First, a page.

• Resistance to multi organ damage after hemorrhagic shock induced ischemia/reperfusion in arctic ground squirrels

      Bogren, Lori; Olson, JM; Carpluk, J; Moore, JT; Drew, KL (2012)
      •Worldwide hemorrhagic shock is the number one cause of death in trauma patients, the majority of those die from multi organ dysfunction syndrome [1, 2]. •During hemorrhagic shock (HS), the body undergoes global ischemia as blood pressure drops below the threshold at which tissues can be adequately perfused with blood. •Resistance to ischemic injury is a characteristic of hibernating mammals, including ground squirrels. •There is debate on if this resistance is dependant on hibernation season or if it is an intrinsic plasticity of the organism. QUESTION: Are AGS protected from HS‐induced ischemia reperfusion (I/R) injury on the whole organism and tissue–specific levels and if any protection is dependent upon their hibernation season.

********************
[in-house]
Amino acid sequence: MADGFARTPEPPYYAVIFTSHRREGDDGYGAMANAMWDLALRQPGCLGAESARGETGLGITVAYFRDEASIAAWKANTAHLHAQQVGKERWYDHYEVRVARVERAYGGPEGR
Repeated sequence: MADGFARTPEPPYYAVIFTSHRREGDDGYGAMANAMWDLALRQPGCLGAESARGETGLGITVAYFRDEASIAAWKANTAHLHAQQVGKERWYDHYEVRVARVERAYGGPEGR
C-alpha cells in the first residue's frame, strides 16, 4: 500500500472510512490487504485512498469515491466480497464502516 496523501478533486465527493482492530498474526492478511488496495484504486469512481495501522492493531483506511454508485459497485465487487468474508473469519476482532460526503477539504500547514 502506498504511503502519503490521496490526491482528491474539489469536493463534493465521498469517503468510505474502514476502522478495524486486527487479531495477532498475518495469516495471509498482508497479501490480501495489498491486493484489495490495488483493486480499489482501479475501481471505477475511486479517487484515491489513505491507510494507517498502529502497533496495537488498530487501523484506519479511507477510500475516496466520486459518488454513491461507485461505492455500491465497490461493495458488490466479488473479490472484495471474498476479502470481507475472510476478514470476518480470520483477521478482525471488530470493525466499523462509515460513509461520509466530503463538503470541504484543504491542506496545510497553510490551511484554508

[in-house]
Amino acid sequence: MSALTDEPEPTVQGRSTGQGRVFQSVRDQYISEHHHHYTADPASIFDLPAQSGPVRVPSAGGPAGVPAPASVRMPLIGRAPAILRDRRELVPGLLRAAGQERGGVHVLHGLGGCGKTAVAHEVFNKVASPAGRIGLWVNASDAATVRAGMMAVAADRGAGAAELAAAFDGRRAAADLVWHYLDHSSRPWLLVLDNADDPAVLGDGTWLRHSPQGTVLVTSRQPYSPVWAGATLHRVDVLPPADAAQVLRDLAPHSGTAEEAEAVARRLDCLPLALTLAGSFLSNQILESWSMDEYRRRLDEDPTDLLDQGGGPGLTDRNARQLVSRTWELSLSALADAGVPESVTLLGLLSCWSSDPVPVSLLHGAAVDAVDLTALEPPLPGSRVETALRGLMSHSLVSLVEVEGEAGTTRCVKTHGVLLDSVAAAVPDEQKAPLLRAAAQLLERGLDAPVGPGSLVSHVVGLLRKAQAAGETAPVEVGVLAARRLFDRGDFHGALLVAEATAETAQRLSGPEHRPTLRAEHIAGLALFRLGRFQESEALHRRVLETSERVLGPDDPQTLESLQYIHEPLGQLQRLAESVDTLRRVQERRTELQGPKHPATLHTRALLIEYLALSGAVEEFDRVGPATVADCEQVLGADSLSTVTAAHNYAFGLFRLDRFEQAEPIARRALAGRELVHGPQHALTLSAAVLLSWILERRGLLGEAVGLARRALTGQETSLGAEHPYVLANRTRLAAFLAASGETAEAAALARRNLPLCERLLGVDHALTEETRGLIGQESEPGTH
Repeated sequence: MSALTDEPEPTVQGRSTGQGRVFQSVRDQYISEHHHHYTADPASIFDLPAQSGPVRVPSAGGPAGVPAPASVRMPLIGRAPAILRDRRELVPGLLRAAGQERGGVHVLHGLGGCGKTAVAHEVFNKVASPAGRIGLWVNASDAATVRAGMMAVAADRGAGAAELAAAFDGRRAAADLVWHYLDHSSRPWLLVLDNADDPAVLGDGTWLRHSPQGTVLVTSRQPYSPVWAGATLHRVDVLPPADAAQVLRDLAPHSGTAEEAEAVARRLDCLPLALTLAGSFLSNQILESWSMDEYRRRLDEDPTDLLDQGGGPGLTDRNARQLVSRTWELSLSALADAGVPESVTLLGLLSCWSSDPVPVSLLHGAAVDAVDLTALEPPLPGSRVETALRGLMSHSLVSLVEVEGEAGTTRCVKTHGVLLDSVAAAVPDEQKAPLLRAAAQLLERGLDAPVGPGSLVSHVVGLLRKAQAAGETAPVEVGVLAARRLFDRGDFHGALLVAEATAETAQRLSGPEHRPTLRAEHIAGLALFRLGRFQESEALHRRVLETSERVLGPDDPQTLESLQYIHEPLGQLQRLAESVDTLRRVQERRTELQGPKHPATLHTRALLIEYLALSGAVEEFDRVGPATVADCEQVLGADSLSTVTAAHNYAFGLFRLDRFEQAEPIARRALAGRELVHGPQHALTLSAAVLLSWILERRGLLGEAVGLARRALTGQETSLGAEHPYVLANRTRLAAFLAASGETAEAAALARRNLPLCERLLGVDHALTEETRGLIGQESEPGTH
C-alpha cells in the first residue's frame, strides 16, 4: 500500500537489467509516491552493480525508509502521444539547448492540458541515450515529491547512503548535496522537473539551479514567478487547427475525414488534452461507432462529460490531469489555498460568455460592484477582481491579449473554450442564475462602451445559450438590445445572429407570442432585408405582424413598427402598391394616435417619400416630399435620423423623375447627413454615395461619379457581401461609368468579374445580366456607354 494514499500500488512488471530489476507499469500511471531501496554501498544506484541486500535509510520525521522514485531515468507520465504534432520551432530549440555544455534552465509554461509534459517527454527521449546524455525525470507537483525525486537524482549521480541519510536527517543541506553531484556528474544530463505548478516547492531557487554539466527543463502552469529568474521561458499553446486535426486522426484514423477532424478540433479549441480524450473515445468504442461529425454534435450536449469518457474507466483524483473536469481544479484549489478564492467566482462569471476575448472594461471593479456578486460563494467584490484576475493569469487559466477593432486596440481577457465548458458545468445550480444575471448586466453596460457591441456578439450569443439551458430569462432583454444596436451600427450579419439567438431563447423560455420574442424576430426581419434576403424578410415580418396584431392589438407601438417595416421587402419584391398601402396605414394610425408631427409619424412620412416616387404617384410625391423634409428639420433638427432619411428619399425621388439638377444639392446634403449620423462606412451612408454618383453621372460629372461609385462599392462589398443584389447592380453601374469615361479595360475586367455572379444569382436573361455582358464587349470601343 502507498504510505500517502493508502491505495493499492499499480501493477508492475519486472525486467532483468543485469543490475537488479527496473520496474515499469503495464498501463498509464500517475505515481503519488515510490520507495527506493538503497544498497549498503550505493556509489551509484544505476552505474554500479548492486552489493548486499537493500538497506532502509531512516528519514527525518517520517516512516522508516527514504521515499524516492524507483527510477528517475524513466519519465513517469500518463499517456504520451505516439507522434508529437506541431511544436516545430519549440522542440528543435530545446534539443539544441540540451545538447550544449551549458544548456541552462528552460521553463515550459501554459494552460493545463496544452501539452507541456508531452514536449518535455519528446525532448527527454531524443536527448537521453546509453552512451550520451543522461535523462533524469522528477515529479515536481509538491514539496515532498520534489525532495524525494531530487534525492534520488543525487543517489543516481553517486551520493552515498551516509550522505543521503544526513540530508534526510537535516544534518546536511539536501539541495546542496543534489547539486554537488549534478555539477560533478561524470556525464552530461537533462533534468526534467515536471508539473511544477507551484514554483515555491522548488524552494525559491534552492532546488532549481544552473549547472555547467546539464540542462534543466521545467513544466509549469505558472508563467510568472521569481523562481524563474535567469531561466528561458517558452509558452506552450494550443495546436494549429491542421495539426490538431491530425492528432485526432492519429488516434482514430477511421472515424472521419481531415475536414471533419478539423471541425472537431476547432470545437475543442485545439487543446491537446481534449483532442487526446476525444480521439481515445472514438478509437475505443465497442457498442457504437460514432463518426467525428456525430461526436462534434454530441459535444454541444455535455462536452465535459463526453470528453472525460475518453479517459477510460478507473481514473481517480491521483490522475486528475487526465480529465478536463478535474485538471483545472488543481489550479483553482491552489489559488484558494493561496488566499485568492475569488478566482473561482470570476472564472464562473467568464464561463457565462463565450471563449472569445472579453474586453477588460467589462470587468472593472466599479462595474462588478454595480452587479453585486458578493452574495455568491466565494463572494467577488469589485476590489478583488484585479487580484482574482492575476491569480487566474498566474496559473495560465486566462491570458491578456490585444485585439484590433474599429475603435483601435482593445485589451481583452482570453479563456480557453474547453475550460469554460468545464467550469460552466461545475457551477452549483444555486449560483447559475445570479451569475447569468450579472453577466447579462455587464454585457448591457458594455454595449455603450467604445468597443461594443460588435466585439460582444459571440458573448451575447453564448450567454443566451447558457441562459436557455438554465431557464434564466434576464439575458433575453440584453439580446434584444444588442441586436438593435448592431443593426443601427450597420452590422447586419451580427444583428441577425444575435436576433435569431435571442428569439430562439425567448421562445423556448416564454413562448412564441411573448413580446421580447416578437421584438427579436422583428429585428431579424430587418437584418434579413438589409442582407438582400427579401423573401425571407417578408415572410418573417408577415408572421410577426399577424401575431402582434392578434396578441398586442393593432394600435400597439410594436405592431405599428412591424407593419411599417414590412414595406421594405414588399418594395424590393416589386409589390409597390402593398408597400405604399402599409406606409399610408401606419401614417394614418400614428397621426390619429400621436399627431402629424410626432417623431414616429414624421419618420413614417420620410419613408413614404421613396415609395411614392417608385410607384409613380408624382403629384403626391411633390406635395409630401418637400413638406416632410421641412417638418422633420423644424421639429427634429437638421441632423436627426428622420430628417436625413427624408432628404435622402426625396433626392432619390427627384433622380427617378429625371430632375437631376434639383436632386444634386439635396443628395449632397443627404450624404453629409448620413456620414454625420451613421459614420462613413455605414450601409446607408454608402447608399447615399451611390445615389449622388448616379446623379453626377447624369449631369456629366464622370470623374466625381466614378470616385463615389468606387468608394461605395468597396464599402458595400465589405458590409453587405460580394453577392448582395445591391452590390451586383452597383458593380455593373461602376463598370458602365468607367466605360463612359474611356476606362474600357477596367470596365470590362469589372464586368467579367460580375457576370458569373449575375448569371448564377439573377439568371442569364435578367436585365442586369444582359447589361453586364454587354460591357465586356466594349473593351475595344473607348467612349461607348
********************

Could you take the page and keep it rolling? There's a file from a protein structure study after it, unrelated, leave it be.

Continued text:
• Reversibility of Arctic Sea Ice Retreat - A Multi-Scale Modeling Approach

      Mueller-Stoffels, M. (2012)
      Arctic summer sea ice has been retreating rapidly over past decade. Climate model projections show further retreat under typical forcing scenarios. The mode of the retreat is a matter of debate. Low-order models show reversible and irreversible retreat depending on the shape of the albedo parametrization. Climate models do not show irreversible sea ice losses, but generally underestimate the current trend of retreat.
    • Rock debris on glaciers: a mechanism for reducing glacier sensitivity to climate change

      Herreid, Samuel (2012)